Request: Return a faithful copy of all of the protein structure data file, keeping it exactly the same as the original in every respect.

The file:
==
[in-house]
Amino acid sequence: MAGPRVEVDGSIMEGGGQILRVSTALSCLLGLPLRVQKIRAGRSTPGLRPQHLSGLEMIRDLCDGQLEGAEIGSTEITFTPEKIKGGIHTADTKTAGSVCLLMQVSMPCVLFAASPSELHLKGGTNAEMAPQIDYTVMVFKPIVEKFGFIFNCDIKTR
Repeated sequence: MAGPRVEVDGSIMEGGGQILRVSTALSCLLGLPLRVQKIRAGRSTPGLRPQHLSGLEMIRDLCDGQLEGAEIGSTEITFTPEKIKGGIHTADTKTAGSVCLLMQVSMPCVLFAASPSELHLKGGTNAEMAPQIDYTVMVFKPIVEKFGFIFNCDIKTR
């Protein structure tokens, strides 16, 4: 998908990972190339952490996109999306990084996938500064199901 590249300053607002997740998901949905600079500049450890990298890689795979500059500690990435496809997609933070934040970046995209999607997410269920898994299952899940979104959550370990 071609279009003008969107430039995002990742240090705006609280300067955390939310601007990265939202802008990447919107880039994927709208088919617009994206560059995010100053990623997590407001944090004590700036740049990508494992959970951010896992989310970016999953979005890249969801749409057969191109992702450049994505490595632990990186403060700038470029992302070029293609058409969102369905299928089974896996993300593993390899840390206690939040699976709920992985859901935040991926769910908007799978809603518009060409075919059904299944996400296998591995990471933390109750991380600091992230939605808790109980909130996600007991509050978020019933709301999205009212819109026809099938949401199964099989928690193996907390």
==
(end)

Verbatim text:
[in-house]
Amino acid sequence: MAGPRVEVDGSIMEGGGQILRVSTALSCLLGLPLRVQKIRAGRSTPGLRPQHLSGLEMIRDLCDGQLEGAEIGSTEITFTPEKIKGGIHTADTKTAGSVCLLMQVSMPCVLFAASPSELHLKGGTNAEMAPQIDYTVMVFKPIVEKFGFIFNCDIKTR
Repeated sequence: MAGPRVEVDGSIMEGGGQILRVSTALSCLLGLPLRVQKIRAGRSTPGLRPQHLSGLEMIRDLCDGQLEGAEIGSTEITFTPEKIKGGIHTADTKTAGSVCLLMQVSMPCVLFAASPSELHLKGGTNAEMAPQIDYTVMVFKPIVEKFGFIFNCDIKTR
């Protein structure tokens, strides 16, 4: 998908990972190339952490996109999306990084996938500064199901 590249300053607002997740998901949905600079500049450890990298890689795979500059500690990435496809997609933070934040970046995209999607997410269920898994299952899940979104959550370990 071609279009003008969107430039995002990742240090705006609280300067955390939310601007990265939202802008990447919107880039994927709208088919617009994206560059995010100053990623997590407001944090004590700036740049990508494992959970951010896992989310970016999953979005890249969801749409057969191109992702450049994505490595632990990186403060700038470029992302070029293609058409969102369905299928089974896996993300593993390899840390206690939040699976709920992985859901935040991926769910908007799978809603518009060409075919059904299944996400296998591995990471933390109750991380600091992230939605808790109980909130996600007991509050978020019933709301999205009212819109026809099938949401199964099989928690193996907390």